Not So Glee-ful

Recently, I noticed some social networking posts by a Catholic woman friend about her enjoyment of FOX’s show, “Glee.” This is a woman I respect so I assumed that “Glee” was a wholesome show that any Catholic woman could watch without worry to her conscience. I was enthusiastic in hope that, finally, prime time television was beginning to clean up its act. I’d intended to sit in on an episode or two during the season, but never got around to it.

I’m glad I didn’t. As the September premiere dates approach, the networks are busy ramping up their advertisements for the fall schedule, including new shows and old shows made to look new. Simultaneously, the television watchdog groups are busy ramping up their advertisements warning us against these shows. Much to my surprise — and disappointment — “Glee” is one of them.

But… I thought my Catholic friend had good judgment! I still think she does have good judgment, but I also think that she, like so many of us, has become duped and desensitized to the subtle innuendos and disguised sinfulness displayed regularly on our television screens. We’re brushing it off, passing over it, or perhaps not even picking up on it at all because it’s become the entertainment norm.

“Glee” follows the activities and antics of an Ohio high school glee club. So, what’s wrong with that? According to the watchdog group, Culture and Media Institute, the show contains lesbian sex experiments, drunken hook ups, masturbation, and unwanted gay-smooching. Sex and homosexuality are main themes throughout the episodes and still it’s touted as a great show for the entire family by mainstream media.

There are some new shows coming this fall that are cause for concern, too. Consider “Free Agents,” NBCs sitcom about two public relations professionals coping with the awkwardness of working together after a one-night stand. No, that’s not just the first episode. That’s the premise of the entire series!

“Whitney” is based on the humor of comedienne Whitney Cummings, known for her gutter-level setups. This highly sexualized show comes to you courtesy of NBC.

Now, I almost fell for this next one, because I actually think Zooey Deschanel is cute. But on FOX’s “New Girl,” she’s a recently-dumped woman who moves in with three guys determined to help her rebound. The plots all revolve around the New Girl’s quest for random sexual relationships after she discovers that her ex-boyfriend had cheated on her.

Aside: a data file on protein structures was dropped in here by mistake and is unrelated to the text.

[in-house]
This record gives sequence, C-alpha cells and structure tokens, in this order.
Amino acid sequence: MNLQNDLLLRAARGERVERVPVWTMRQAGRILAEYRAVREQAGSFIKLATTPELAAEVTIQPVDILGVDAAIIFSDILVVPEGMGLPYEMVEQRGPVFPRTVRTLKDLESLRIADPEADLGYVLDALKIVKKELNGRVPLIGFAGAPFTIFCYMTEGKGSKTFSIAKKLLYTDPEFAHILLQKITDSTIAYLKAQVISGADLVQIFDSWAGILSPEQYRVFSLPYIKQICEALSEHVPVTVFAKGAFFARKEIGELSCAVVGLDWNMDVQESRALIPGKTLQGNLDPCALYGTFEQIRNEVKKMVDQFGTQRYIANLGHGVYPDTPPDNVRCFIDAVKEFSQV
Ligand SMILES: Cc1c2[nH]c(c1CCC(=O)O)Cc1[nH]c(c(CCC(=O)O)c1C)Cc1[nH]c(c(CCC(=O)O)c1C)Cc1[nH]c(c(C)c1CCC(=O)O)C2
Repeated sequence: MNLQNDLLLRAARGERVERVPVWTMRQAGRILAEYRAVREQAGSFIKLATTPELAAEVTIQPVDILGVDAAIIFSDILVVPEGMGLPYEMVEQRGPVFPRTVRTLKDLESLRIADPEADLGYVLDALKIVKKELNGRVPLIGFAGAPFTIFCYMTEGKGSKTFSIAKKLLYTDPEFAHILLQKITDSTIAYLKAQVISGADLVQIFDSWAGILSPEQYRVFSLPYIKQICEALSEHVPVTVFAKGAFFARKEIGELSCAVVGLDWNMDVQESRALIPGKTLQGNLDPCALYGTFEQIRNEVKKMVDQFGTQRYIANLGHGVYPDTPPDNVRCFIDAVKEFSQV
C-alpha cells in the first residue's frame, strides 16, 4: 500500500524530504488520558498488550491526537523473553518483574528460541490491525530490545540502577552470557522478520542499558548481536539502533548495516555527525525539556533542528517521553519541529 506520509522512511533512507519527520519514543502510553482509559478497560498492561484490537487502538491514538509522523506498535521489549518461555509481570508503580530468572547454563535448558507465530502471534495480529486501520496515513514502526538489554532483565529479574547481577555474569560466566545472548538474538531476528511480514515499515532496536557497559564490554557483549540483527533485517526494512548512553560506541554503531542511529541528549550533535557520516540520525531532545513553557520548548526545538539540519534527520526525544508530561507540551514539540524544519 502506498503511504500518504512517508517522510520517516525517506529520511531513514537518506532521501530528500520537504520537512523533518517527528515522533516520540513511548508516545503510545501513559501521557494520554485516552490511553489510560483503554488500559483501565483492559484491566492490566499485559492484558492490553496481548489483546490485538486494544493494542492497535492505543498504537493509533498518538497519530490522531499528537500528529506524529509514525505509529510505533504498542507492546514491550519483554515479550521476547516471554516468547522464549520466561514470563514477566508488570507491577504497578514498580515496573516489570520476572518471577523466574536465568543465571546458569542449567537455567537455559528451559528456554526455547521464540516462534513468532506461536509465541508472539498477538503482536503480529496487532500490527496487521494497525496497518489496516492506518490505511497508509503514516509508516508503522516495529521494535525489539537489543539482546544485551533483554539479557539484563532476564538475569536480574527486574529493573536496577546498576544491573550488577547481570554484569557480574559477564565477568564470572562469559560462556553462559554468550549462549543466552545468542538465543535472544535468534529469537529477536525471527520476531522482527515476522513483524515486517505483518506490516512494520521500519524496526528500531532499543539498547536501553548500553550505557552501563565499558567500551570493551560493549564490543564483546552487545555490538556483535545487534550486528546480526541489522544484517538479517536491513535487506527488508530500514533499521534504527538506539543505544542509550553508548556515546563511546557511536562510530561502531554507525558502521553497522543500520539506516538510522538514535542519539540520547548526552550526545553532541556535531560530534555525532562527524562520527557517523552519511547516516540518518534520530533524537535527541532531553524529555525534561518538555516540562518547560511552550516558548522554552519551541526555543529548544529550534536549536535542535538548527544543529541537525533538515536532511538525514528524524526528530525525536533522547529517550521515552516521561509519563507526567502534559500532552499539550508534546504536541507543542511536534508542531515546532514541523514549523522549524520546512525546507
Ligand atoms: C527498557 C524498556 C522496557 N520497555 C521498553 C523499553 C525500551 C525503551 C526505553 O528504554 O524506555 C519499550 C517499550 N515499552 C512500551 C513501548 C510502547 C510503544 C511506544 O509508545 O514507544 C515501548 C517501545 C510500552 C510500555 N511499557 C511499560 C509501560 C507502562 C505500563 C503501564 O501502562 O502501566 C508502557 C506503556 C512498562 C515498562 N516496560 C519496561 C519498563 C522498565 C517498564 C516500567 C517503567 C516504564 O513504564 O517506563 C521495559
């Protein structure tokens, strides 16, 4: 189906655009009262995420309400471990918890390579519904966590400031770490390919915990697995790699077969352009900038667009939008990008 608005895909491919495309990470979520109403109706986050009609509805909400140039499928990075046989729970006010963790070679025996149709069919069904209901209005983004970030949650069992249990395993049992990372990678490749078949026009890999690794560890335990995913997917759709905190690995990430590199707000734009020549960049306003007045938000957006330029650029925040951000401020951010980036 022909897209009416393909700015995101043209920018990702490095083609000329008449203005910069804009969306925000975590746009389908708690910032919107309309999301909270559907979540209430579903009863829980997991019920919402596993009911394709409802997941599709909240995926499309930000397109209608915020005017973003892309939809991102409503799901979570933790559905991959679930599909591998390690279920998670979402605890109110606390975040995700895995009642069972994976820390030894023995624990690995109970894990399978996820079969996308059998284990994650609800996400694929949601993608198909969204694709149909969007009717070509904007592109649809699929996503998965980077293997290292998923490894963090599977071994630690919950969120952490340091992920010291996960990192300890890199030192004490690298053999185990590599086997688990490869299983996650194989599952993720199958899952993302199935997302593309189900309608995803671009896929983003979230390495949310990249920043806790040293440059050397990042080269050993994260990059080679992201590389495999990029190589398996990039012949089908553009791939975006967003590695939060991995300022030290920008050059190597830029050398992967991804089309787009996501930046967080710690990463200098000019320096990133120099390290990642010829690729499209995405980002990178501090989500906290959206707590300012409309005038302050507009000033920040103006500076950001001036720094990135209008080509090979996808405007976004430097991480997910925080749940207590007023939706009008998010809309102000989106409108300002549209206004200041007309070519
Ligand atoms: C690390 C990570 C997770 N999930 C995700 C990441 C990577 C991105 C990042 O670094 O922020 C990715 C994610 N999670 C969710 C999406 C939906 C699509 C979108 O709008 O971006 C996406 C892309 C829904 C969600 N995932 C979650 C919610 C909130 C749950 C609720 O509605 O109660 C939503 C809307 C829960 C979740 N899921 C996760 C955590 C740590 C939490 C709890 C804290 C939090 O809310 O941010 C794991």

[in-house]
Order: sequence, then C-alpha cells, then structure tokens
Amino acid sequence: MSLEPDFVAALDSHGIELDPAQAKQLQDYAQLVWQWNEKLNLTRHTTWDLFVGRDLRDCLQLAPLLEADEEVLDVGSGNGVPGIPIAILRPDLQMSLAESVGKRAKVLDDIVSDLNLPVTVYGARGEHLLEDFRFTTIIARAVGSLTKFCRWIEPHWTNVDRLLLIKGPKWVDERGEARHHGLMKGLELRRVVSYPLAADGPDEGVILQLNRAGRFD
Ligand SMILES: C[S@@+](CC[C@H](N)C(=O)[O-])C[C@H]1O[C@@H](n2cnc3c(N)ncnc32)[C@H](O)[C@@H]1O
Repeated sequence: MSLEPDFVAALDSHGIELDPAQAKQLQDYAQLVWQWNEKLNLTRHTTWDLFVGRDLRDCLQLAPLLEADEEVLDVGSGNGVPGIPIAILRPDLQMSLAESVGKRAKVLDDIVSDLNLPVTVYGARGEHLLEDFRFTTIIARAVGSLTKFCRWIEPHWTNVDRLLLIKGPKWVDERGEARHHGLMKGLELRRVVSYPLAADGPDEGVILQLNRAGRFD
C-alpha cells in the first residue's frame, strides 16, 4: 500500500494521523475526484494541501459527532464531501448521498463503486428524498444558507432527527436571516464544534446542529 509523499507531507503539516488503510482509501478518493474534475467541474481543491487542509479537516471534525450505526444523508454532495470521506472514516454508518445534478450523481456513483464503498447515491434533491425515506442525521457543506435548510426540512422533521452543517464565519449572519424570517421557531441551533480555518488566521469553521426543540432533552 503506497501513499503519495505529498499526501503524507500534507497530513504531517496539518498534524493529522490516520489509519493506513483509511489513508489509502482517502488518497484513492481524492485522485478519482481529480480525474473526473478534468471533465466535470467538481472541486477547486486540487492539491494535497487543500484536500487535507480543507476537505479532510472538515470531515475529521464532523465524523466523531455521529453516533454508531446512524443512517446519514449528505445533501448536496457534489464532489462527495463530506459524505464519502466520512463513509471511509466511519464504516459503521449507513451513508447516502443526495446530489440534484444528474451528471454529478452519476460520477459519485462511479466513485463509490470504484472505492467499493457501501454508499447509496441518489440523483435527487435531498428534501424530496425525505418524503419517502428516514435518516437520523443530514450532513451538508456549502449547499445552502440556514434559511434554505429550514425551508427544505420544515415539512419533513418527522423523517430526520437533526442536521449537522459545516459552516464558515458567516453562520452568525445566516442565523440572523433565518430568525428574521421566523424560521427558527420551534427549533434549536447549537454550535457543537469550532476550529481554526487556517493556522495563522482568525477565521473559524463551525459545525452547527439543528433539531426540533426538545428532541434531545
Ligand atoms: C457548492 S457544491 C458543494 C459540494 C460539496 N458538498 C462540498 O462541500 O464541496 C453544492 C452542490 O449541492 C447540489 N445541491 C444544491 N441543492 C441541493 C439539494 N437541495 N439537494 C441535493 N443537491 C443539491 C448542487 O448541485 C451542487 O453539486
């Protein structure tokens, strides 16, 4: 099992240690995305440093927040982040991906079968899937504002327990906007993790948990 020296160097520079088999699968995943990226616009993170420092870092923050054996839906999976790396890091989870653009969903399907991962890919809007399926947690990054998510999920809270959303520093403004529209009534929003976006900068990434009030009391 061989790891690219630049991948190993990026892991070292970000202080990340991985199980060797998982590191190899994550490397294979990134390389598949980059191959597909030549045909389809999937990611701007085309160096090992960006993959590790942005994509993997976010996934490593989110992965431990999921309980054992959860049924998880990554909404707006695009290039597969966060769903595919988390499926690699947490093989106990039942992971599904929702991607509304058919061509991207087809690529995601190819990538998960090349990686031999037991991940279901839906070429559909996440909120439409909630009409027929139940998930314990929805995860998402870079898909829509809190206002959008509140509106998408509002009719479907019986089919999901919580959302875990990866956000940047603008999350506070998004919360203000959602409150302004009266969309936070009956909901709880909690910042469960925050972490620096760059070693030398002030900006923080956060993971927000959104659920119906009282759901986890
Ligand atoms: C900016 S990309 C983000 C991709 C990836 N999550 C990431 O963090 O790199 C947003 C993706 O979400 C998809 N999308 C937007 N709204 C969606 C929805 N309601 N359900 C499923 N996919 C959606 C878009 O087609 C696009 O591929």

Worst of all is “The Playboy Club,” another of NBC’s voyeurs into the degradation of women.  Echoing Hugh Hefner’s campaign for the objectification and exploitation of women, this series re-creates on screen what Mr. Hefner created in his “gentlemen’s clubs.” According to Coalition for the War on Illegal Pornography, “The dominance of pornography in American society, begun by Playboy, has led to great harms, including child sexual exploitation, greater demand for sex trafficking, addiction and destroyed marriages.  NBC’s decision to air ‘The Playboy Club’ will only encourage greater acceptance of pornography AND THE SEXUAL EXPLOITATION OF GIRLS AND WOMEN.” Need I say more?

Whether it’s new shows or old ones, we must become savvy enough to detect the innuendos and sinfulness embedded in the words and actions of the characters on our television screens. Some shows, like “The Playboy Club,” are dead giveaways just by their titles. And by “dead” I do mean death to the purity of our souls. Others, like “Glee” seem on the surface to be perfectly harmless. It’s up to us to take custody of our own eyes and ears and the eyes and ears of our families in order to defend them against corruption and concupiscence. The networks aren’t going to do it for us, nor can we rely on others’ judgment, for they may be faulty due to desensitization. If others can be duped, even someone I so respect, so can we — more easily than we may think. The job is ours, and we should take it seriously.

At first I was alarmed because my friend works in Catholic media and I thought of how she might influence others. But then I realized – that applies to us all!  We all influence others, and all the more so because of the social media networks in which we can so quickly and maybe thoughtlessly share what we are watching and listening to with our friends near and far. Taking custody of our eyes and ears will not only protect our own souls but it will make us good influences on others as well. 

Here’s a little prayer that our family has used for years, particularly when our purity is being tested. Perhaps we could use this prayer – or another like it, if you have one — as we evaluate the types of entertainment in which we’ll take part. It’s directed to the Vessel of Purity herself, our Mother Mary.

Ave Maria, Puritatis Tuae Causa (Hail, Mary, On Account of Your Purity)

Hail, Mary!
On account of your purity
keep me pure in body and soul.
Open wide to me your heart
and the heart of your Son.
Implore for me deep self-knowledge
and the grace to persevere
and remain faithful until death.
Give me souls;
keep all else for yourself.

Amen (Fr. Joseph Kentenich, Founder of the International Schoenstatt Movement)

Marge Fenelon is a Catholic wife, mother, author, columnist, and speaker. She’s a frequent contributor to a number of Catholic publications and websites and is a regular guest on Catholic radio. She’s written several books about Marian devotion and Catholic family life and has touched the hearts of audiences in a variety of venues. Her latest book is Imitating Mary: Ten Marian Virtues for the Modern Mom (Ave Maria Press, 2013).